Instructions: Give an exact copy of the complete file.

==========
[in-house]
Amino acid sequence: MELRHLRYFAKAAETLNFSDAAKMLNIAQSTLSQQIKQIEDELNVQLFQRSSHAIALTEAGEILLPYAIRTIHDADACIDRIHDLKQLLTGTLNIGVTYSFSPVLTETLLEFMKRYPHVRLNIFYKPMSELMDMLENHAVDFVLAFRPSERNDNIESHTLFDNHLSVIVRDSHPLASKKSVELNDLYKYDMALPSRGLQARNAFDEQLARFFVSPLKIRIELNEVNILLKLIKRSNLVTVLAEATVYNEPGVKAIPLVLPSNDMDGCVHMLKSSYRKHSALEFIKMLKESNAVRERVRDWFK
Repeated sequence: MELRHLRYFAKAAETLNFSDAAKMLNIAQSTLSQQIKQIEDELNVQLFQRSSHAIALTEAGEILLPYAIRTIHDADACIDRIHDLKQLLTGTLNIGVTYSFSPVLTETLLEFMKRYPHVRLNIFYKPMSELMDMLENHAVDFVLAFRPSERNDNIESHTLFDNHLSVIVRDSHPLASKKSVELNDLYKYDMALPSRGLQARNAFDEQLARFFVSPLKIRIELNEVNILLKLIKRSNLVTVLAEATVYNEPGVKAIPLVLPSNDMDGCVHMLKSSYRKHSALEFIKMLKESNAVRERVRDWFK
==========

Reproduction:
[in-house]
Amino acid sequence: MELRHLRYFAKAAETLNFSDAAKMLNIAQSTLSQQIKQIEDELNVQLFQRSSHAIALTEAGEILLPYAIRTIHDADACIDRIHDLKQLLTGTLNIGVTYSFSPVLTETLLEFMKRYPHVRLNIFYKPMSELMDMLENHAVDFVLAFRPSERNDNIESHTLFDNHLSVIVRDSHPLASKKSVELNDLYKYDMALPSRGLQARNAFDEQLARFFVSPLKIRIELNEVNILLKLIKRSNLVTVLAEATVYNEPGVKAIPLVLPSNDMDGCVHMLKSSYRKHSALEFIKMLKESNAVRERVRDWFK
Repeated sequence: MELRHLRYFAKAAETLNFSDAAKMLNIAQSTLSQQIKQIEDELNVQLFQRSSHAIALTEAGEILLPYAIRTIHDADACIDRIHDLKQLLTGTLNIGVTYSFSPVLTETLLEFMKRYPHVRLNIFYKPMSELMDMLENHAVDFVLAFRPSERNDNIESHTLFDNHLSVIVRDSHPLASKKSVELNDLYKYDMALPSRGLQARNAFDEQLARFFVSPLKIRIELNEVNILLKLIKRSNLVTVLAEATVYNEPGVKAIPLVLPSNDMDGCVHMLKSSYRKHSALEFIKMLKESNAVRERVRDWFK